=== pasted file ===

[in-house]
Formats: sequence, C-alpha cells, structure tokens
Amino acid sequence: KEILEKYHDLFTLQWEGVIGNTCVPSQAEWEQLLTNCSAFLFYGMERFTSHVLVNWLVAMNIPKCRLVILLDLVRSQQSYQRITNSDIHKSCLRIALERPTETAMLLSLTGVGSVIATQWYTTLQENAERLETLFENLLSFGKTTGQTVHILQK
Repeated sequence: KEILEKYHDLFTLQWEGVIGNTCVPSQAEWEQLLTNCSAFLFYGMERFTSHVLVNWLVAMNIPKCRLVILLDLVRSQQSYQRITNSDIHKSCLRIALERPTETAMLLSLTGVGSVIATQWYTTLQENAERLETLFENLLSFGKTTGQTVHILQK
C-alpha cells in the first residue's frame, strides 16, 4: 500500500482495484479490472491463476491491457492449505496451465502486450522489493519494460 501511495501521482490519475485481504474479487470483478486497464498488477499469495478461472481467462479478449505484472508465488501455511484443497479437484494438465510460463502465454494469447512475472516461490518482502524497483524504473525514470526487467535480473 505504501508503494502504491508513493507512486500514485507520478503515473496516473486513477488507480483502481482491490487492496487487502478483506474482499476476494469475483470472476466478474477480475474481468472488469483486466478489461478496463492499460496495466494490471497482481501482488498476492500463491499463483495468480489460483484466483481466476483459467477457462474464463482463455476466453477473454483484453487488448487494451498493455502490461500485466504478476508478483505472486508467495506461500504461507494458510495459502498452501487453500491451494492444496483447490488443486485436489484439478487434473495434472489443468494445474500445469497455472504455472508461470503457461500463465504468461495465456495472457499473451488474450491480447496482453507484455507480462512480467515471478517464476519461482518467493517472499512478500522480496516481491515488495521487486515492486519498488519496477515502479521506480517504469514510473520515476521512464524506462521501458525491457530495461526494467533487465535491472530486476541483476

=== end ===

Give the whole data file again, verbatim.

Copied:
[in-house]
Formats: sequence, C-alpha cells, structure tokens
Amino acid sequence: KEILEKYHDLFTLQWEGVIGNTCVPSQAEWEQLLTNCSAFLFYGMERFTSHVLVNWLVAMNIPKCRLVILLDLVRSQQSYQRITNSDIHKSCLRIALERPTETAMLLSLTGVGSVIATQWYTTLQENAERLETLFENLLSFGKTTGQTVHILQK
Repeated sequence: KEILEKYHDLFTLQWEGVIGNTCVPSQAEWEQLLTNCSAFLFYGMERFTSHVLVNWLVAMNIPKCRLVILLDLVRSQQSYQRITNSDIHKSCLRIALERPTETAMLLSLTGVGSVIATQWYTTLQENAERLETLFENLLSFGKTTGQTVHILQK
C-alpha cells in the first residue's frame, strides 16, 4: 500500500482495484479490472491463476491491457492449505496451465502486450522489493519494460 501511495501521482490519475485481504474479487470483478486497464498488477499469495478461472481467462479478449505484472508465488501455511484443497479437484494438465510460463502465454494469447512475472516461490518482502524497483524504473525514470526487467535480473 505504501508503494502504491508513493507512486500514485507520478503515473496516473486513477488507480483502481482491490487492496487487502478483506474482499476476494469475483470472476466478474477480475474481468472488469483486466478489461478496463492499460496495466494490471497482481501482488498476492500463491499463483495468480489460483484466483481466476483459467477457462474464463482463455476466453477473454483484453487488448487494451498493455502490461500485466504478476508478483505472486508467495506461500504461507494458510495459502498452501487453500491451494492444496483447490488443486485436489484439478487434473495434472489443468494445474500445469497455472504455472508461470503457461500463465504468461495465456495472457499473451488474450491480447496482453507484455507480462512480467515471478517464476519461482518467493517472499512478500522480496516481491515488495521487486515492486519498488519496477515502479521506480517504469514510473520515476521512464524506462521501458525491457530495461526494467533487465535491472530486476541483476